Timshel Holistic Collective

Surrogacy In The News

Surrogacy has been gaining attention in the news lately as Liberal party MPP Anthony Housefather is attempting to have a bill passed that will decriminalize the payment of surrogates and egg and sperm donors. This might have you thinking, “Wait, it’s criminal to pay a surrogate or donor here in Canada?” The answer is yes, and has been for over 14 years now.

  Until 2004, commercial surrogacy was legal here in Canada, meaning that surrogates could be paid any sum of money by intended parents to gestate their children. Then, in 2004, the Assisted Human Reproduction Act was passed, making it illegal to be paid to act as a surrogate or donor. It is an actual criminal offense that intended parents would be charged with, owing up to $100,000 in fines and up to 5 years in jail. Altruistic surrogacy and donation is legal, where only out of pocket expenses may be reimbursed.

  While intended to protect surrogates, donors, and intended parents from being coerced or taken advantage of, this law has scarcely been enforced. The list of expenses eligible for reimbursement is vague, leaving some intended parents with the difficult decision to reimburse their surrogates for certain expenses or not, depending on how the list is interpreted. This leaves intended parents in the dark, trying to keep their surrogates expenses paid for while trying to follow the law to avoid spending the first years of their new child’s life in prison. Lawyers aren’t able to explain exactly where the lines are as far as what is expensable, so they advise intended parents to err on the side of caution. Some people are afraid to give their surrogates or donors gifts or tokens of appreciation like flowers, afraid that it will be misperceived as payment.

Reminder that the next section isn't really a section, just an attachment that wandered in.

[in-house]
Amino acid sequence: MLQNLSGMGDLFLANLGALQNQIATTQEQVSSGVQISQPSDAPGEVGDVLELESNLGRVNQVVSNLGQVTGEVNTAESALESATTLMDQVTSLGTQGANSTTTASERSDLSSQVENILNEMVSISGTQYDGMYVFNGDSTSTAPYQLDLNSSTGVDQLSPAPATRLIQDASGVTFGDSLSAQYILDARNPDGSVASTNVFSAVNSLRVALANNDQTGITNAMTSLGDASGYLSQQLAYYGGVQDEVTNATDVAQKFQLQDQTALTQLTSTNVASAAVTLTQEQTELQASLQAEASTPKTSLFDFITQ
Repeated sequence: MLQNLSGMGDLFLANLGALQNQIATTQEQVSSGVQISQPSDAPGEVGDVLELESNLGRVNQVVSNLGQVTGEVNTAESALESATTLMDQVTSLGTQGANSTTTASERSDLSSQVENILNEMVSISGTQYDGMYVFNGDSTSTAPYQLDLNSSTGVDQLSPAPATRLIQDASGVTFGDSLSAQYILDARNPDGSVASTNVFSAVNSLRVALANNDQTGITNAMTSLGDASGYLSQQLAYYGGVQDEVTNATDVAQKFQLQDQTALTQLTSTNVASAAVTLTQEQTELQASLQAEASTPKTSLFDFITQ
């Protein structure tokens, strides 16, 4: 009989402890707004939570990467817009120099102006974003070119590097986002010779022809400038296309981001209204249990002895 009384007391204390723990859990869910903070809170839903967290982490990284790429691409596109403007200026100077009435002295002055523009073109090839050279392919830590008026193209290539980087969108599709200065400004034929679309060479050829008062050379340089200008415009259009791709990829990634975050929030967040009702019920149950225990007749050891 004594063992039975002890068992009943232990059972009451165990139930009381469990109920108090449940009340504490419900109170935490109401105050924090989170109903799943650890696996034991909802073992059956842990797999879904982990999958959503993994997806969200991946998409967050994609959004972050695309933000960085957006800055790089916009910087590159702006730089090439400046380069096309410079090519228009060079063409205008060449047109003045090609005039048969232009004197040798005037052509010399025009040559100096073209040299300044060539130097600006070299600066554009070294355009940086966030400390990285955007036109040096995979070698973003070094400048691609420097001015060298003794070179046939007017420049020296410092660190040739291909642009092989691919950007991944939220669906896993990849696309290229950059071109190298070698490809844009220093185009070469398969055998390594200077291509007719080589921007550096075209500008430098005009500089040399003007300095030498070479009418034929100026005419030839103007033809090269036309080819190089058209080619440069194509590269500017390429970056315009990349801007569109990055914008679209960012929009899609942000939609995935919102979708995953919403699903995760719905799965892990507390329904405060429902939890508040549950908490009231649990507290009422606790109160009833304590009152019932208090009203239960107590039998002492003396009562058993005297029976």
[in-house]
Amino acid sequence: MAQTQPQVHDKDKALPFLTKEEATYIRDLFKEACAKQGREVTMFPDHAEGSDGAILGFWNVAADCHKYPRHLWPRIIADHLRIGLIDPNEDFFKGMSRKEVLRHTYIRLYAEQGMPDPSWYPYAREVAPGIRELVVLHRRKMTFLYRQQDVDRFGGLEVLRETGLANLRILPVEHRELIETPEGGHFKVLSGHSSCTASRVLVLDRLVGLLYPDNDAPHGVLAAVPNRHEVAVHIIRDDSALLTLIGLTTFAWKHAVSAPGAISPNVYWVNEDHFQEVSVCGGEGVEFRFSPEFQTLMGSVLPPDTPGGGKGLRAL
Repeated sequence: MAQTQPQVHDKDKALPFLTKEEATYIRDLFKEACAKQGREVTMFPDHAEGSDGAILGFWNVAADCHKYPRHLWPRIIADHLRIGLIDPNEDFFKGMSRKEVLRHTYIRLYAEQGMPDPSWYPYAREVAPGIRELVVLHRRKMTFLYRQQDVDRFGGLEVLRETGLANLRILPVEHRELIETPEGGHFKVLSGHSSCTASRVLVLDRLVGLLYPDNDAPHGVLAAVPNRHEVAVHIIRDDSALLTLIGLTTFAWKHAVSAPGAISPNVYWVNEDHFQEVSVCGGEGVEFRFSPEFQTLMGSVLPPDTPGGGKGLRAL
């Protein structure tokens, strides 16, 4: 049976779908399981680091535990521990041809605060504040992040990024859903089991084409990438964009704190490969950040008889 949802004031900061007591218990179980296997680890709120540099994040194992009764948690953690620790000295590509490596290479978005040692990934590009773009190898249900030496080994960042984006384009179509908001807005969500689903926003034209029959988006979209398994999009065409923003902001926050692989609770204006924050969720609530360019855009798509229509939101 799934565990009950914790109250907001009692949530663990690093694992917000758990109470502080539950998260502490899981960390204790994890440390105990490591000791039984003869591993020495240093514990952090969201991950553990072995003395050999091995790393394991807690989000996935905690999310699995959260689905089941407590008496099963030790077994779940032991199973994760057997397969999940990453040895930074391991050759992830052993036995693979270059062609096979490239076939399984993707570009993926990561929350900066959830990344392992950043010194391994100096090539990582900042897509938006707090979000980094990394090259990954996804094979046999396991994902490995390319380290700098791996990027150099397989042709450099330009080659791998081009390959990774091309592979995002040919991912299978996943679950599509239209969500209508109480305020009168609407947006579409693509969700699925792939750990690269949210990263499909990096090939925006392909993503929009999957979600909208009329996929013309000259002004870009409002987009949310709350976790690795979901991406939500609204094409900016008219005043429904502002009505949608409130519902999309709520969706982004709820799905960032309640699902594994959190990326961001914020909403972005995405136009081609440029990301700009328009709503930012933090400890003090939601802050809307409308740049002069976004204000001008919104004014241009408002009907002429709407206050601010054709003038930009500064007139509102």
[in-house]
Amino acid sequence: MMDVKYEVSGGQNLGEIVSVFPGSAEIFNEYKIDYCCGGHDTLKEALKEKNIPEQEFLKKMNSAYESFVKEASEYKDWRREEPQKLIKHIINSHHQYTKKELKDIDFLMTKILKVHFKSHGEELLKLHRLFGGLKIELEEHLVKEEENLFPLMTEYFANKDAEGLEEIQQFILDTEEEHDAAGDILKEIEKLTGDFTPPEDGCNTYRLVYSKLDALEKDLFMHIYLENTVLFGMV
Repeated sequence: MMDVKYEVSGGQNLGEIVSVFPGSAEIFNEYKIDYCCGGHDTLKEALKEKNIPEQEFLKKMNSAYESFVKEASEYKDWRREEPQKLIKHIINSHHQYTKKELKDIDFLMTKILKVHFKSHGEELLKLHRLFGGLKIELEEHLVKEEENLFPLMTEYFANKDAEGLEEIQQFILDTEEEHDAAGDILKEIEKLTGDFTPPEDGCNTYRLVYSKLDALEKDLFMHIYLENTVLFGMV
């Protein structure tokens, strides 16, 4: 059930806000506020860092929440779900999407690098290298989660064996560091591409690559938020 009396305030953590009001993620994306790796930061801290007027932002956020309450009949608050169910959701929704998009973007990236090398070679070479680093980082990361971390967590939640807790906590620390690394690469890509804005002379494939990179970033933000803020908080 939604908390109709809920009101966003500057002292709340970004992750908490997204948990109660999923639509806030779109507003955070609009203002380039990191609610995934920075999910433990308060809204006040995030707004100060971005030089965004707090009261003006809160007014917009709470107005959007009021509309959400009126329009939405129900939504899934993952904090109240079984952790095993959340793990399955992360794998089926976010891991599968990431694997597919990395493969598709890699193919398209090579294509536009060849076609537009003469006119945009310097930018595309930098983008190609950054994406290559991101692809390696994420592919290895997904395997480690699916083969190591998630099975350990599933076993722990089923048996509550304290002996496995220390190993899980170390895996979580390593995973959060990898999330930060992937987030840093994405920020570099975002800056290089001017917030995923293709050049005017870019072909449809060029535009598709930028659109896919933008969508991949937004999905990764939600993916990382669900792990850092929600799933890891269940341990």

The new bill Mr. Housefather is proposing will decriminalize paying surrogates and donors. This isn’t to say that commercial surrogacy is the next step, however. Mr. Housefather says it could be decriminalized at the federal level and then left up to the provinces how they would like to handle the laws themselves. With decriminalization, the fines and jail sentences wouldn’t be a consequence any longer, and any disputes would be heard in civil court rather than criminal court. The bill is set to be read in May. I will be keeping my eye on this situation as it evolves!

– Sherri-Lyn Finlay